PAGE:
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Taliban Troops Fleeing Kandahar

Aired November 16, 2001 - 13:01   ET

THIS IS A RUSH TRANSCRIPT. THIS COPY MAY NOT BE IN ITS FINAL FORM AND MAY BE UPDATED.


THIS IS A RUSH TRANSCRIPT. THIS COPY MAY NOT BE IN ITS FINAL FORM AND MAY BE UPDATED.
JUDY WOODRUFF, CNN ANCHOR: Joining us now on the telephone from southern Afghanistan is Hamid Karzai. He has been a leading figure in the last days and weeks, an opposition figure, fighting against the Taliban. But he has been inside Afghanistan trying to work on defections among the Pashtun tribes.

Mr. Karzai, are you with us right now?

HAMID KARZAI, OPPOSITION LEADER: Yes, ma'am.

WOODRUFF: Let me just first ask you about these reports just now coming out of Kandahar, being reported by the "Afghan Islamic Press," that Mullah Omar is telling his troops to leave Kandahar.

KARZAI: Yes, I just had a report from Kandahar from one of our people that there is probably serious turmoil in Kandahar and that things are not all right there. I can only go that far at this minute and maybe more will come later on.

WOODRUFF: What do you mean by serious turmoil? Can you tell us more?

KARZAI: Well, disturbances on the ground because we also know that there's some fighting going on there. Some Taliban troops were leaving and the people of an area between -- to the north of Kandahar and close to border of Oruzgan. The common people, the villagers stopped them and they tried to prevent from leaving Kandahar. So, that is confirmed, we have that report, too.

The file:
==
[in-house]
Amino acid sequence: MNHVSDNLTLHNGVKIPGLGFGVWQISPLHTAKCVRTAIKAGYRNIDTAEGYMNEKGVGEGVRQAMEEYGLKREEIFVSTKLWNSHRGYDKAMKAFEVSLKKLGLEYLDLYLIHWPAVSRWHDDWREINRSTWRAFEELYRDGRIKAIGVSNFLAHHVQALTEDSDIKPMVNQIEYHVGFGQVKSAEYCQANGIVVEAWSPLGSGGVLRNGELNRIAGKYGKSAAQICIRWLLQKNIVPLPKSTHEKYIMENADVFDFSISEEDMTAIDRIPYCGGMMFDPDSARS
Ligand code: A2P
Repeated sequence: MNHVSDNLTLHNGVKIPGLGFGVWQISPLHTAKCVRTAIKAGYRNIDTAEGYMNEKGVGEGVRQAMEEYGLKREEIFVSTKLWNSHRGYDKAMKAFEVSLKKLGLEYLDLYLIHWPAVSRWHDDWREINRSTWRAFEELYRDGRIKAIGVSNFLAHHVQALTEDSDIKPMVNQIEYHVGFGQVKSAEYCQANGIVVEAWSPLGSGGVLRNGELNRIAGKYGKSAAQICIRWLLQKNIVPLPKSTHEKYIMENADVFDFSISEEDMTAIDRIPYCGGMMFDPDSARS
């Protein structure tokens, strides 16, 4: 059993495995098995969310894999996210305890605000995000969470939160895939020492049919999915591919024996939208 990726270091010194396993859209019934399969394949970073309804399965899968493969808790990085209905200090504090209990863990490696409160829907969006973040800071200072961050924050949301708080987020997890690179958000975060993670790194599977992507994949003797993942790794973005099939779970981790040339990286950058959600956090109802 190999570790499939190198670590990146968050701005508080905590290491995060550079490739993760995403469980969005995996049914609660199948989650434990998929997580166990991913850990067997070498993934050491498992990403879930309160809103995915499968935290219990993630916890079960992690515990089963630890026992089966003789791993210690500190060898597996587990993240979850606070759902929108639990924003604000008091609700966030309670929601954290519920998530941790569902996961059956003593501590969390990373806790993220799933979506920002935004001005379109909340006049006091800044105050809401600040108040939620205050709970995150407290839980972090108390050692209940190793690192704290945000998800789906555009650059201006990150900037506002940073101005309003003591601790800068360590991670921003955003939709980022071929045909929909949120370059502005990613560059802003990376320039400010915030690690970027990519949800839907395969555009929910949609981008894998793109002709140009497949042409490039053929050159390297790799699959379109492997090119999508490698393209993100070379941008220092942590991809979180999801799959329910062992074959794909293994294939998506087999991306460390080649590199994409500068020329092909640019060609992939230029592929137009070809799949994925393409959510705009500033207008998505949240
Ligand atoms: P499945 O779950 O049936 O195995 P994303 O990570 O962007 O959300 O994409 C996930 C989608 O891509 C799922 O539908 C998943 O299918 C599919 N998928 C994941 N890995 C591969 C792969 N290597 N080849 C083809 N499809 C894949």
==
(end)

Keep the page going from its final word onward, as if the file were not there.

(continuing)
WOODRUFF: If they are leaving, where do you believe they would go?

KARZAI: Well they will be moving in two directions, in the direction of the west or in the direction of the north, which is Oruzgan. In the direction of Helmand or in the direction of Oruzgan province.

WOODRUFF: And, if so, how easy would it be for opposition forces or for the U.S. forces to find them?

KARZAI: Yes, well the -- it will be very easy because Helmand is also a province that is not (UNINTELLIGIBLE), Oruzgan has already fallen to people, it's already under the people's rule. So they will find it very hard to find an escape route. They have offered them amnesty, of course.

WOODRUFF: Did you said they would be offered amnesty?

KARZAI: We have already. If they do not fight, if they lay down their arms, they will be safe. We have given them that safety offer already. But they shouldn't fight. They should just (UNINTELLIGIBLE).

WOODRUFF: Hamid Karzai, how much progress have you made in putting together the beginnings of a new coalition that could lead to a stable government in Afghanistan?

KARZAI: With regard to that, my very first contact with people a month ago and today is all the same. The people are all for a national government, a government that should be determined by the Afghan people. There, we have no problem there at all.

WOODRUFF: But...

KARZAI: Ma'am, I have to disconnect now.

WOODRUFF: You have to go.

KARZAI: Yes, ma'am. I have to go, ma'am. I'm sorry to disconnect. I thank you. Bye-bye.

WOODRUFF: Thank you very much. We appreciate it. Hamid Karzai talking to us from southern Afghanistan. He has been talking to CNN at intervals over the last few days. I thought the most important thing he had to say was this: that he has his own report that there is serious turmoil on the streets of Kandahar, disturbances, fighting.

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